Dam, Henrik Friis4; Andersen, Thomas Rieks5; Pedersen, Emil Bøje Lind6; Thydén, Karl Tor Sune1; Helgesen, Martin1; Carlé, Jon Eggert1; Jørgensen, Peter Stanley1; Reinhardt, Juliane7; Søndergaard, Roar R.1; Jørgensen, Mikkel1; Bundgaard, Eva1; Krebs, Frederik C1; Andreasen, Jens Wenzel1
1 Department of Energy Conversion and Storage, Technical University of Denmark2 Functional organic materials, Department of Energy Conversion and Storage, Technical University of Denmark3 Imaging and Structural Analysis, Department of Energy Conversion and Storage, Technical University of Denmark4 Department of Micro- and Nanotechnology, Technical University of Denmark5 Risø National Laboratory for Sustainable Energy, Technical University of Denmark6 DTU Admission Course, Technical University of Denmark7 Deutsches Elektronen-Synchrotron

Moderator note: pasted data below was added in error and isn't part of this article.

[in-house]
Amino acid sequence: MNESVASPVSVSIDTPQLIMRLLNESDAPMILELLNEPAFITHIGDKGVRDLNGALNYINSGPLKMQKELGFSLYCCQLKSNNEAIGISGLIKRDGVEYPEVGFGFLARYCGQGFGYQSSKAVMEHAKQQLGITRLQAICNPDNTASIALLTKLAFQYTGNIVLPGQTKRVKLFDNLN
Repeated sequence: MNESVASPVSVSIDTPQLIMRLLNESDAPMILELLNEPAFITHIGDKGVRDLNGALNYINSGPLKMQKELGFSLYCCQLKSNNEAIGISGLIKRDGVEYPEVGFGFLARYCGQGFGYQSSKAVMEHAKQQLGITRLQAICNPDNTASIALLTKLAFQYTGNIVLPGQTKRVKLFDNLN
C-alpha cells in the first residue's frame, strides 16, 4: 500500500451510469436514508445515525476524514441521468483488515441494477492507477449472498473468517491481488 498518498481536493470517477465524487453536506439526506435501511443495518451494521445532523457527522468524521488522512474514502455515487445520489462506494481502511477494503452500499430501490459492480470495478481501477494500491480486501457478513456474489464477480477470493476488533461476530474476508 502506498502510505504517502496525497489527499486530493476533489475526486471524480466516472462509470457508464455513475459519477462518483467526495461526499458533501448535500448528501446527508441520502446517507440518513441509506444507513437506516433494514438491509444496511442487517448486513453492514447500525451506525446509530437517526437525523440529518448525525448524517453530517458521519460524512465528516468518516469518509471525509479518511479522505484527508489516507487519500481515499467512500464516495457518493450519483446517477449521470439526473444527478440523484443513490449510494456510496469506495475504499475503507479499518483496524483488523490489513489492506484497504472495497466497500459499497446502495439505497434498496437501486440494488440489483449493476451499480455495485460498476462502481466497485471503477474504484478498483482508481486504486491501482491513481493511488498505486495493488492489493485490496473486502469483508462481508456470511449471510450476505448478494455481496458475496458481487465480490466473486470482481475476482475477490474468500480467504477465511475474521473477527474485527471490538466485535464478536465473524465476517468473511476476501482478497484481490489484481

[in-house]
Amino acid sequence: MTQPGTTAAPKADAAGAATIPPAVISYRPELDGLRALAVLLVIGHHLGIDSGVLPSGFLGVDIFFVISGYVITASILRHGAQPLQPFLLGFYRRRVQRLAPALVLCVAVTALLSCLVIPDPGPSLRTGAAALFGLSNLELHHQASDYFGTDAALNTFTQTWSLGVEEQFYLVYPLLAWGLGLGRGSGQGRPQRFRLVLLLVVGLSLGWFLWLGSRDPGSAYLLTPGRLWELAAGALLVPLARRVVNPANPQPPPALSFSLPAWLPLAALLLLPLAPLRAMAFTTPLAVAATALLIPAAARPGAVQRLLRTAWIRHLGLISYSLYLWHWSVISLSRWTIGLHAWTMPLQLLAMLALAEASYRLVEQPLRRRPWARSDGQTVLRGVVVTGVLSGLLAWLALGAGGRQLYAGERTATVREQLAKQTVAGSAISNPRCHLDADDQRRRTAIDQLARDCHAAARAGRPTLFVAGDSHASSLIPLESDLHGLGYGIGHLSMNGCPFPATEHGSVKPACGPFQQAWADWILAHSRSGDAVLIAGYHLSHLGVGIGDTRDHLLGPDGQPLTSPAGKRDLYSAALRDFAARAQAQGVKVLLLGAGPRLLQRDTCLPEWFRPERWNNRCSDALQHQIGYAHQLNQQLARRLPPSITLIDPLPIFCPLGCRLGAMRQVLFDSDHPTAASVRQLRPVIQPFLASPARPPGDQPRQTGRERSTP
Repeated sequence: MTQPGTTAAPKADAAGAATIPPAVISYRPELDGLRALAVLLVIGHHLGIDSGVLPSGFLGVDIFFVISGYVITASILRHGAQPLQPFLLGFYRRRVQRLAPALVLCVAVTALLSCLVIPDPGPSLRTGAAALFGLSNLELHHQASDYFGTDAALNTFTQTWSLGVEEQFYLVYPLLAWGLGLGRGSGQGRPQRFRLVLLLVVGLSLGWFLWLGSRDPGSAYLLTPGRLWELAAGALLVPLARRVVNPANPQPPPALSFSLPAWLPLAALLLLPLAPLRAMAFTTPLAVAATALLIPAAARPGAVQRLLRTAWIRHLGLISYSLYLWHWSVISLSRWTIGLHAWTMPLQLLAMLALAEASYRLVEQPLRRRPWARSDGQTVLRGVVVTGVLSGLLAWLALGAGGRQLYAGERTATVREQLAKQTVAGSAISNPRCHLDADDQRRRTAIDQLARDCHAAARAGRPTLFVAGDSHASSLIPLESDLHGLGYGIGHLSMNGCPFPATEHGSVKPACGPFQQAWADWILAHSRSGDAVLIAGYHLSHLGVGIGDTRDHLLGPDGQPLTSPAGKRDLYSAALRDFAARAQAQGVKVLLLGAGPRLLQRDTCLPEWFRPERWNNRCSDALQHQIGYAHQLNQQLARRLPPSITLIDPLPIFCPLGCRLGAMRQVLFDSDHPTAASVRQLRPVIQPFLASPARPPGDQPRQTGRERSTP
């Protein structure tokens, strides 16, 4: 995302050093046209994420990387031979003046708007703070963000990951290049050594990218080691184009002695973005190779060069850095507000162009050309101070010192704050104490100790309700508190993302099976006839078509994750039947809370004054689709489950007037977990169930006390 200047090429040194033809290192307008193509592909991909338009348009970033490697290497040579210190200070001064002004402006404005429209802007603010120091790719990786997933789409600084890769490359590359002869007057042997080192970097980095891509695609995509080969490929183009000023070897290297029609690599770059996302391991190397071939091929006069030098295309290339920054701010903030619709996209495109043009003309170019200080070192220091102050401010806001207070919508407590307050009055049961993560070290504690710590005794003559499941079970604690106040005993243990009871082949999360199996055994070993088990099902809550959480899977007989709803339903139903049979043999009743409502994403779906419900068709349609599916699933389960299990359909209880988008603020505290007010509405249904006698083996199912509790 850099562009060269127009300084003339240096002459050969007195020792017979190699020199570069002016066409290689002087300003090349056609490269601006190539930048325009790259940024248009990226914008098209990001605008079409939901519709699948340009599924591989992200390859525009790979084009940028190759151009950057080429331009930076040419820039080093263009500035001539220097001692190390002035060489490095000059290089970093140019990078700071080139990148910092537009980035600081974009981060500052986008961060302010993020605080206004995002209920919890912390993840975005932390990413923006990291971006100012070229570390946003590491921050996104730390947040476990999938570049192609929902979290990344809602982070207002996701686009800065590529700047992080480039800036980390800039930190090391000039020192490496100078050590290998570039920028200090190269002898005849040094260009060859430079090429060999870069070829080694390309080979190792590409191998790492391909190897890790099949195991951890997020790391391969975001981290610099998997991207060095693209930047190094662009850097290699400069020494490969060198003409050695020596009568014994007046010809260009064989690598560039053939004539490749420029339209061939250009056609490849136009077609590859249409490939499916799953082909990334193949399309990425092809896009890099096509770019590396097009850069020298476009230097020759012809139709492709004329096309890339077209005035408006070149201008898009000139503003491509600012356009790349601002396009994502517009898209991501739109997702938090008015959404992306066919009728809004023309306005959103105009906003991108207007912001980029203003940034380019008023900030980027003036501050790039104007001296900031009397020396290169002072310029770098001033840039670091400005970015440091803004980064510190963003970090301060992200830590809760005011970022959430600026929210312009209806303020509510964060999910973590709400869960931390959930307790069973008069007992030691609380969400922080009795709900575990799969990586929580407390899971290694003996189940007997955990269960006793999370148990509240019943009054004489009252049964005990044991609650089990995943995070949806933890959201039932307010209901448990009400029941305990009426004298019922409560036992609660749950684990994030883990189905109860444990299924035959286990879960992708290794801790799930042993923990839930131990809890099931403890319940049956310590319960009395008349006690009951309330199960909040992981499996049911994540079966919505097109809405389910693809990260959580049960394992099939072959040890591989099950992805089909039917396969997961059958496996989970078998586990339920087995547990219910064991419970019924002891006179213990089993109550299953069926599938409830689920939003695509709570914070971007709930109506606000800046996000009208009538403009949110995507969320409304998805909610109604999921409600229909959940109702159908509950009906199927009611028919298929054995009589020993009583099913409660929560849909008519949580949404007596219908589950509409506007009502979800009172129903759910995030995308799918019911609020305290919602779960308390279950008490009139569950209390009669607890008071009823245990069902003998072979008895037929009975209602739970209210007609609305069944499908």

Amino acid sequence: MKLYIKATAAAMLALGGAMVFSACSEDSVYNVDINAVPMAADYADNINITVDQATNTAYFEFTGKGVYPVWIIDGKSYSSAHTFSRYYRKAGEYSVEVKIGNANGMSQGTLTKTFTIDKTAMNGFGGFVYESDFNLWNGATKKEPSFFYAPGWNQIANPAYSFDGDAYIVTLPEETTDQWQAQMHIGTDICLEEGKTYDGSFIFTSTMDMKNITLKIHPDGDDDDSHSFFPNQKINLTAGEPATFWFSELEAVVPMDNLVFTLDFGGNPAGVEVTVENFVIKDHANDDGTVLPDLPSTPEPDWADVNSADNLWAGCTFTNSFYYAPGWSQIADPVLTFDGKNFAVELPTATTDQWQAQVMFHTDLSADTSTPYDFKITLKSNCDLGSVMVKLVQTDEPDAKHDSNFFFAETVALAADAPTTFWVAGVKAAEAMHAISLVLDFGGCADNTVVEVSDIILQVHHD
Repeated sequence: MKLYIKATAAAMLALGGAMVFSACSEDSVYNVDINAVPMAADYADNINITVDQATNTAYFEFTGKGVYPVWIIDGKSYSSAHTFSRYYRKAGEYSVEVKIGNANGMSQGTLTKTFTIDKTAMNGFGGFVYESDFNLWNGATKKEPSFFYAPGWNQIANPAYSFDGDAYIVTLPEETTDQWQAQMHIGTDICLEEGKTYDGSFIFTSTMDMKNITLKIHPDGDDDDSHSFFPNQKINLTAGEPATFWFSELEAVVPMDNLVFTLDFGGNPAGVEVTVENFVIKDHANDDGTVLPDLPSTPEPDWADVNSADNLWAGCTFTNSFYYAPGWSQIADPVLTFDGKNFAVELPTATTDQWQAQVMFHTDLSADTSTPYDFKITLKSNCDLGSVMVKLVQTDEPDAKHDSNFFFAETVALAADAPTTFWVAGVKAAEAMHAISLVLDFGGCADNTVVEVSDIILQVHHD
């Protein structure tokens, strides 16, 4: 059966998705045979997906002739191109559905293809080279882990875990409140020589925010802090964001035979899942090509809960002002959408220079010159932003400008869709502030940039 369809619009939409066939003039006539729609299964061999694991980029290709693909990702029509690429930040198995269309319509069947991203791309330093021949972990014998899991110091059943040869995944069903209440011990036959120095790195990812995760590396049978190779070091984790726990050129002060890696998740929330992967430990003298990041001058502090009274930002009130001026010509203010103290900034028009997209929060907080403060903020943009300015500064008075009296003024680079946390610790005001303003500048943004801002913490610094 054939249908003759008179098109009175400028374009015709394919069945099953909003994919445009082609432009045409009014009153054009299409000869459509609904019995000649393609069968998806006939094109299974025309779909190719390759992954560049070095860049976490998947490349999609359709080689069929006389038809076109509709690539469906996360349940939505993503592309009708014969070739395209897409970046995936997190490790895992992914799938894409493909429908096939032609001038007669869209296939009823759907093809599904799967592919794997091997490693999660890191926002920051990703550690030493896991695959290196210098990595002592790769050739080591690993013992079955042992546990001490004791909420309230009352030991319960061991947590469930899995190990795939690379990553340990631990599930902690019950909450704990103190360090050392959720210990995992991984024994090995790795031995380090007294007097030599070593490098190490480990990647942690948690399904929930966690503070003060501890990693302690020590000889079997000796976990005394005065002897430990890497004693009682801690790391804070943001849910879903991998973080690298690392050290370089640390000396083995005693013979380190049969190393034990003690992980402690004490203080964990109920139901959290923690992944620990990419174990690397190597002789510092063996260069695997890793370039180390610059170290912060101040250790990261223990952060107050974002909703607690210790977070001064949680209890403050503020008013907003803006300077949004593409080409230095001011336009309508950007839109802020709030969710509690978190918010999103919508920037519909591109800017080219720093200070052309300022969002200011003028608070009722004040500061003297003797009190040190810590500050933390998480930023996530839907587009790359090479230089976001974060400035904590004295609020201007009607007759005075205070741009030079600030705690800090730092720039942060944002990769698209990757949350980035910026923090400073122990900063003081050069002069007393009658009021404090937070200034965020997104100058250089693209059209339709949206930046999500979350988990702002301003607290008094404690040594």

The realization of a complete tandem polymer solar cell under ambient conditions using only printing and coating methods on a flexible substrate results in a fully scalable process but also requires accurate control during layer formation to succeed. The serial process where the layers are added one after the other by wet processing leaves plenty of room for error and the process development calls for an analytical technique that enables 3D reconstruction of the layer stack with the possibility to probe thickness, density, and chemistry of the individual layers in the stack. The use of ptychography on a complete 12-layer solar cell stack is presented and it is shown that this technique provides the necessary insight to enable efficient development of inks and processes for the most critical layers in the tandem stack such as the recombination layer where solvent penetration in fully solution processed 12-layer stacks is critical in eleven of the steps.